- A term coined by J. L. Moreno in 1934 in Who Shall Survive?and originally developed as part of a sociodrama approach to interpreting social structure . Sociometry systematizes information from individuals in a group , concerning who prefers to associate with whom (or often the behavioural parallel of who associates with whom), in terms of a specified basis or for a given purpose. An early use by Moreno was to reallocate dormitory sleeping-arrangements to minimize conflict among reform-school inhabitants. Initial use thus tied the sociometric test (for example naming friends) to it having direct consequences, though this is now less common. The number of sociometric choices allowed may be either fixed (‘name three best friends’) or not (‘give as many names as you wish’); may be ordered; or may express the strength of the link. Originally, analysis of sociometric data centred on the number of choices received and given and the resulting point properties, such as stars and isolates receiving very many and no choices respectively. The information is drawn as points and lines on a single diagram called the sociogram, where individuals receiving most choices are located at the centre, and isolates at the periphery. Sociometry is widely used in education and other small-group contexts for understanding clique-structure, and has its own journal, Sociometry. In other contexts it has been subsumed by social network analysis.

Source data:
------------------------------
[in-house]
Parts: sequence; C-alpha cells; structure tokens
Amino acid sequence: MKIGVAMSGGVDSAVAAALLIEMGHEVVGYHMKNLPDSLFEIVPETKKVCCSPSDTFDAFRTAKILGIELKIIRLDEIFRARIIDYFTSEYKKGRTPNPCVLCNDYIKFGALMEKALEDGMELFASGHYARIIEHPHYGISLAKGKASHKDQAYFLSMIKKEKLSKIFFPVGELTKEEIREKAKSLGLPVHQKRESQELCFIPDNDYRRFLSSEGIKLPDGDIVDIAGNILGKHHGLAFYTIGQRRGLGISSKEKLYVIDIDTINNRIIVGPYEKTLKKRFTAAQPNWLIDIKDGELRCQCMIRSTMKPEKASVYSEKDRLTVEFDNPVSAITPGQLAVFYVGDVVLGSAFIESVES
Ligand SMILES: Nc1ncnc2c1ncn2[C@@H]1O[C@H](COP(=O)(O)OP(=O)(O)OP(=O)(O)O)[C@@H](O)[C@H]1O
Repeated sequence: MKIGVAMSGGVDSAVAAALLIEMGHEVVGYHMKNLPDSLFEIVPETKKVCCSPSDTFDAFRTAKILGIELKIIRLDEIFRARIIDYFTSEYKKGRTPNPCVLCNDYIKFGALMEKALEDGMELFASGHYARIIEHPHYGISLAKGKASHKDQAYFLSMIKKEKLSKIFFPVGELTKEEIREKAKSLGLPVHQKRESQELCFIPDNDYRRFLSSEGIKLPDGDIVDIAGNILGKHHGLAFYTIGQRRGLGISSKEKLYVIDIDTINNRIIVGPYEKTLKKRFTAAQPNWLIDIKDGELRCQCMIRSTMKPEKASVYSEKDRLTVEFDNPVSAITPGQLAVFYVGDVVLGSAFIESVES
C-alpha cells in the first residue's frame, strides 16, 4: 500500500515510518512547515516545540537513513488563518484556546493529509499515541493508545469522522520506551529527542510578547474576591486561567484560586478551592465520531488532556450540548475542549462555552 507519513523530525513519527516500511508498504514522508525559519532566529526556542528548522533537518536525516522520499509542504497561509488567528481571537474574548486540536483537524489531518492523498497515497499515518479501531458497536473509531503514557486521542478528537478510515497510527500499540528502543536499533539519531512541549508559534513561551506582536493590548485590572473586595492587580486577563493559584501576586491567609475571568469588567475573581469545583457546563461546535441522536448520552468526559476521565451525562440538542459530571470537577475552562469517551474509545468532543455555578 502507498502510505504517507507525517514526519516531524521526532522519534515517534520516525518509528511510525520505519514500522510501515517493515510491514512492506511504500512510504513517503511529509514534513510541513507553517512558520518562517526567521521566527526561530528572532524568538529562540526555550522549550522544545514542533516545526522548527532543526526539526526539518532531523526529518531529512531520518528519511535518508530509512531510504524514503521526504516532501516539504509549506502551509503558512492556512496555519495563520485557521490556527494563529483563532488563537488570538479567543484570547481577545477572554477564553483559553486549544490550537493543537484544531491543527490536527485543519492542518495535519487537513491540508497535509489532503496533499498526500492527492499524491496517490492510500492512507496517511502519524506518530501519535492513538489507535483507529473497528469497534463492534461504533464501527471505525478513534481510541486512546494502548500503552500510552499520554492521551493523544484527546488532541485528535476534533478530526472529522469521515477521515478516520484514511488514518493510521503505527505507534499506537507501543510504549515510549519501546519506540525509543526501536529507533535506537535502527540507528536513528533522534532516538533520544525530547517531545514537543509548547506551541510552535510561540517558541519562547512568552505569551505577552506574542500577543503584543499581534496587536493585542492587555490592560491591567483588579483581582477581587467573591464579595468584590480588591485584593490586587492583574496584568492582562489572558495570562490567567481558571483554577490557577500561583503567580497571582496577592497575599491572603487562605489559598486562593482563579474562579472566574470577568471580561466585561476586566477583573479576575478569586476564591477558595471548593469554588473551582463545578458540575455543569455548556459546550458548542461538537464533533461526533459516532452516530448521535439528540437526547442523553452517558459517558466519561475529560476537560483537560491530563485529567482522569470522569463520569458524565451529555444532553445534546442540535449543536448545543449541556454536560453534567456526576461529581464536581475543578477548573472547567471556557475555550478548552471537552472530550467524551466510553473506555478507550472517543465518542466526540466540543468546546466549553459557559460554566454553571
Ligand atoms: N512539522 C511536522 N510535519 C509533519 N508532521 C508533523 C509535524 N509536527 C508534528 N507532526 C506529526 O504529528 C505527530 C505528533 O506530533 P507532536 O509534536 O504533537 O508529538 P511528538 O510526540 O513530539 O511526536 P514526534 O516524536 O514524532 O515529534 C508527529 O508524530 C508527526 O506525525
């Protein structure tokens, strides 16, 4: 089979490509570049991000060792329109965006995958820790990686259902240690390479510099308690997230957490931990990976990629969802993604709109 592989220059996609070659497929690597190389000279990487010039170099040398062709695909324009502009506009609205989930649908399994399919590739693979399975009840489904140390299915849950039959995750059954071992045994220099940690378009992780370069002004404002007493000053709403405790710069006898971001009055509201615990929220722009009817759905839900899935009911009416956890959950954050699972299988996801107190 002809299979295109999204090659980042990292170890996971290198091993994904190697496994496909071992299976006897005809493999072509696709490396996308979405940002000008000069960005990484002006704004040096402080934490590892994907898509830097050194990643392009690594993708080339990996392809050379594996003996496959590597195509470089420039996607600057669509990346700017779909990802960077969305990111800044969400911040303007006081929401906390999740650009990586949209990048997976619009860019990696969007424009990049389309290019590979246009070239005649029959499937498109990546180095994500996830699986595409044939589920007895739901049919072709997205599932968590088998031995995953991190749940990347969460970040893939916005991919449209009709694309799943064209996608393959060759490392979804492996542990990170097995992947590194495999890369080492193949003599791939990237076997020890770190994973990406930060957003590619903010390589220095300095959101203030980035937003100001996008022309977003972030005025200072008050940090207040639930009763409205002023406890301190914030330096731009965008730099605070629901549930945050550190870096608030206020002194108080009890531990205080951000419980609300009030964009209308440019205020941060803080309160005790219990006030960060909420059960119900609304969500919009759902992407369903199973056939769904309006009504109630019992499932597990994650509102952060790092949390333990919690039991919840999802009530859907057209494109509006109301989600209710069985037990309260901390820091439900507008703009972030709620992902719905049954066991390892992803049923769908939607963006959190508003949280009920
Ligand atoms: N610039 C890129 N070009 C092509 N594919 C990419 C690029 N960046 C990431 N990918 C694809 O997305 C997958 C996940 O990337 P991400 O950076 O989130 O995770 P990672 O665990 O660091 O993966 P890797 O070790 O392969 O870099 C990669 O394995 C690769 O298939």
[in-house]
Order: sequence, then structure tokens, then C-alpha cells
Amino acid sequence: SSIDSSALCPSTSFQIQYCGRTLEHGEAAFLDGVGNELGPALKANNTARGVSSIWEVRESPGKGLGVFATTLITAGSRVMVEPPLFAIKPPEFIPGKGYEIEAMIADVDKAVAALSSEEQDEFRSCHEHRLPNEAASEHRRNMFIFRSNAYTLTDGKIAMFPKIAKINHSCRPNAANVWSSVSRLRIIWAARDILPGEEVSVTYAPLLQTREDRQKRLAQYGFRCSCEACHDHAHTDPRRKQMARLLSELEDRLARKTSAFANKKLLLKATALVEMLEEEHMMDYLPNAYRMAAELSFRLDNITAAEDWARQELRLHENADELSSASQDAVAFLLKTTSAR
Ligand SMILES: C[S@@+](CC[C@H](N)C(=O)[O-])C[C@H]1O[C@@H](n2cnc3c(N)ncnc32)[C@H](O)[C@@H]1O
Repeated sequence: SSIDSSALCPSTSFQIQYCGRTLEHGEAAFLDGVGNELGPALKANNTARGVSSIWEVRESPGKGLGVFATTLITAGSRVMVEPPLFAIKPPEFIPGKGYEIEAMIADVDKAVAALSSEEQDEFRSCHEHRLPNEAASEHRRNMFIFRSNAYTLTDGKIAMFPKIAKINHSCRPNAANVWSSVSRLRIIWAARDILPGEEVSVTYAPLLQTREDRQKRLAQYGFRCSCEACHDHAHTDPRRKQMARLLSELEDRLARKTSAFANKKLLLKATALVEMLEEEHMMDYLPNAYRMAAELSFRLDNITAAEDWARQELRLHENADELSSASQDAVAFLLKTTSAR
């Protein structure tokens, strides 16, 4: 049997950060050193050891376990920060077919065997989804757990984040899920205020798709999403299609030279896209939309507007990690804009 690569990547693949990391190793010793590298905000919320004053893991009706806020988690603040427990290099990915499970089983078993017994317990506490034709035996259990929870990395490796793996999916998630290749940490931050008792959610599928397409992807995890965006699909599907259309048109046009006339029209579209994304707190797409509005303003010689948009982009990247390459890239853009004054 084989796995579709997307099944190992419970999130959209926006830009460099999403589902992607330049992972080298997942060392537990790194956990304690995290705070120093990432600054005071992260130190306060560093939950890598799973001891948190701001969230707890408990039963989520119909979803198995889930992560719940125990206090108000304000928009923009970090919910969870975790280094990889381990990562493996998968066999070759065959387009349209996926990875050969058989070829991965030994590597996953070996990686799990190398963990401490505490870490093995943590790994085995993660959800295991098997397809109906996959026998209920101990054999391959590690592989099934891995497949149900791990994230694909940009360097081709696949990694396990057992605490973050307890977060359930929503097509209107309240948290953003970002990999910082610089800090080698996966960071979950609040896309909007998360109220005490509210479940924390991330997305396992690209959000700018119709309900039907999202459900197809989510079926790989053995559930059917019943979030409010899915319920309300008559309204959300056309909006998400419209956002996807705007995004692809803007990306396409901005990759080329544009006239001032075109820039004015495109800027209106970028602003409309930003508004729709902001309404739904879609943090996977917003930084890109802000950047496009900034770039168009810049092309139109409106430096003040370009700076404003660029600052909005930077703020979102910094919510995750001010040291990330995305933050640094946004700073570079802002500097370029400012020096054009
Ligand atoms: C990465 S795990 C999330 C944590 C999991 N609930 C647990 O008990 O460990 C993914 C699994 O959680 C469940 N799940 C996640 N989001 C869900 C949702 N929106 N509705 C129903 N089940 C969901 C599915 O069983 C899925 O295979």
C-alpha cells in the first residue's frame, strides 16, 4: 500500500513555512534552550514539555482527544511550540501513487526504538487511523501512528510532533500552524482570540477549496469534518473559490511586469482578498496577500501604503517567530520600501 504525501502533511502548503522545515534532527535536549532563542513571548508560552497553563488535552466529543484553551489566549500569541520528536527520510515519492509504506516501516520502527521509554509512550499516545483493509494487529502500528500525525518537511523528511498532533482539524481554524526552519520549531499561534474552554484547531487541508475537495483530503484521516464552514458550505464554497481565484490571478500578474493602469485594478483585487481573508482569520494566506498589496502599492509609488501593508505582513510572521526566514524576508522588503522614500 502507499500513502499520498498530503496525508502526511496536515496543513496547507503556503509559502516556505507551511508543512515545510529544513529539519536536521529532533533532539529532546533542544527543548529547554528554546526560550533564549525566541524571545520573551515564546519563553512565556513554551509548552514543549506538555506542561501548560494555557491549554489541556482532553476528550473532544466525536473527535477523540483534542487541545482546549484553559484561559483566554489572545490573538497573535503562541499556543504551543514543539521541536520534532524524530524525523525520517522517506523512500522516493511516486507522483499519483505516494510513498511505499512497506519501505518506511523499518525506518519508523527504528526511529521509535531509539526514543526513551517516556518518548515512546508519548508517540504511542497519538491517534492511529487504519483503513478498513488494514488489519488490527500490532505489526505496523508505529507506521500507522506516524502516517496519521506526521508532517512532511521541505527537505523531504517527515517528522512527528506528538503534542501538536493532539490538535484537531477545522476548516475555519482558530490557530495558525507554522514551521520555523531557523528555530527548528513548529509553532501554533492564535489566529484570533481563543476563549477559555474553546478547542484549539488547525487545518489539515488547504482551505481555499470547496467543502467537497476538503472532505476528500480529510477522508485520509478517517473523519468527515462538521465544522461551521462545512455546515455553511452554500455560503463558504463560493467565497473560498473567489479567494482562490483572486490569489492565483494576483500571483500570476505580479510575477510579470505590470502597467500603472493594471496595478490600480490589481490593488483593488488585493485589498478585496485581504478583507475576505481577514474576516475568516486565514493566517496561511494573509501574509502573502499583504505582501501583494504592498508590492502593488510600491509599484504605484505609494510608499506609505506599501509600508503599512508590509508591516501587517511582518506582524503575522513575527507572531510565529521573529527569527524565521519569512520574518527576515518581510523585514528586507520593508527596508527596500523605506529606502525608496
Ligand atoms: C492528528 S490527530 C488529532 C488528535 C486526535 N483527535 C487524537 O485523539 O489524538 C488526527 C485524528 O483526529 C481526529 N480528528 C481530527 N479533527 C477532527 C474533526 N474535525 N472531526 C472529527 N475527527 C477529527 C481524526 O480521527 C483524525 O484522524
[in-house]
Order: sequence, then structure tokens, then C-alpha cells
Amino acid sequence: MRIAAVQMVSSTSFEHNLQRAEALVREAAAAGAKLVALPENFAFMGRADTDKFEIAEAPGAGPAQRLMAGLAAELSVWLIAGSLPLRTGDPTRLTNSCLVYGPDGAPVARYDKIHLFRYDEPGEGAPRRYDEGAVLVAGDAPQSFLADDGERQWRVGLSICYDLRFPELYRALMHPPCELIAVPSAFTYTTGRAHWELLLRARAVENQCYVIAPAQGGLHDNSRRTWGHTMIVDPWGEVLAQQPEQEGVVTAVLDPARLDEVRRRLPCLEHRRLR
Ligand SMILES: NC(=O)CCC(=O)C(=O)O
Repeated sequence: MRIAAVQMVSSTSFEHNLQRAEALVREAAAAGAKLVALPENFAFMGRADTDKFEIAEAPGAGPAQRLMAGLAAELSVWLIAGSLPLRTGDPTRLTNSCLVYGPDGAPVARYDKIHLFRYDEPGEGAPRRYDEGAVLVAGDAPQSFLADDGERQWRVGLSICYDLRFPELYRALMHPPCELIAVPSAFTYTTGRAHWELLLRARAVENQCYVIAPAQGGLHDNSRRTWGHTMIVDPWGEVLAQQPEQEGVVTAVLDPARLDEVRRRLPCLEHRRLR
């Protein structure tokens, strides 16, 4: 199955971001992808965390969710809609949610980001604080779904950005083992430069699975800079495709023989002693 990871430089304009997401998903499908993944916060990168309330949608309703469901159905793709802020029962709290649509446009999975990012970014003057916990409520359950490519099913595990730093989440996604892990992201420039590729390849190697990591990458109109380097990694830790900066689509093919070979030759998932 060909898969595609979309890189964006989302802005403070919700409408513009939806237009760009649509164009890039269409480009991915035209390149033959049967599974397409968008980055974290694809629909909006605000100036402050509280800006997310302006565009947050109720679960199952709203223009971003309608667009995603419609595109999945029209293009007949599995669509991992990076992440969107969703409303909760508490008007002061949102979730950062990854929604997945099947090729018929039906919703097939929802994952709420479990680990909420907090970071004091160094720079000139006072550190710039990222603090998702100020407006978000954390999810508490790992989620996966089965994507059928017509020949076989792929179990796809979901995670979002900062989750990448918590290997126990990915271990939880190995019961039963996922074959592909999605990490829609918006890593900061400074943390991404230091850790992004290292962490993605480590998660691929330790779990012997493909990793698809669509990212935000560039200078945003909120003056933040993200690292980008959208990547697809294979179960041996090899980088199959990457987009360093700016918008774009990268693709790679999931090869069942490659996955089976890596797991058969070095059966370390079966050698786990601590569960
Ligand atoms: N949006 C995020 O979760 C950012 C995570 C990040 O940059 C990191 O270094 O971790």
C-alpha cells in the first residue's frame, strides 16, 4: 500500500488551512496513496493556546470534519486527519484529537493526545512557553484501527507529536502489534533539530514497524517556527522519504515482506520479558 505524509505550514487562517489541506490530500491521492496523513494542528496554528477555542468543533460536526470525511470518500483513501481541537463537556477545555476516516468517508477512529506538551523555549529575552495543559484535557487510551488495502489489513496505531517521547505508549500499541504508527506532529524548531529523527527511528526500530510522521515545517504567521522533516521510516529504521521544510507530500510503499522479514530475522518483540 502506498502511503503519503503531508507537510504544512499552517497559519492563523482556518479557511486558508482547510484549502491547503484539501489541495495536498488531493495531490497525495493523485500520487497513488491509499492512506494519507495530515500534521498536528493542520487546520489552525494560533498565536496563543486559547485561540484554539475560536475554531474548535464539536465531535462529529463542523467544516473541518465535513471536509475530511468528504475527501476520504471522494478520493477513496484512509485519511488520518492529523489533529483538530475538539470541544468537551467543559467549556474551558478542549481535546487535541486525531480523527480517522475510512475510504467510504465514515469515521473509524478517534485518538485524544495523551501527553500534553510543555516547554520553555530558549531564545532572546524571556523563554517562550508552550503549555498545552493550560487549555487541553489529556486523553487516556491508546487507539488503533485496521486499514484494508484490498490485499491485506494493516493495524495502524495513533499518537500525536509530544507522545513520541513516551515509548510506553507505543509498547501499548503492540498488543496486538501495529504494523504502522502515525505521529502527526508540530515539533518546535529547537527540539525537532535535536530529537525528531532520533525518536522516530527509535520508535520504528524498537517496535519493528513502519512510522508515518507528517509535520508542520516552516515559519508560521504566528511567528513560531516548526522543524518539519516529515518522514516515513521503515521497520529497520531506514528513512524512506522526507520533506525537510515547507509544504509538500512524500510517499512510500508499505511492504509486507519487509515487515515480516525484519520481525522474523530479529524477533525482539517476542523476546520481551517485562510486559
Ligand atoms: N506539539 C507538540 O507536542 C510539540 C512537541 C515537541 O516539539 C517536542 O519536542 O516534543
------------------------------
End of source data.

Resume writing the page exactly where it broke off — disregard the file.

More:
Dictionary of sociology. 2013.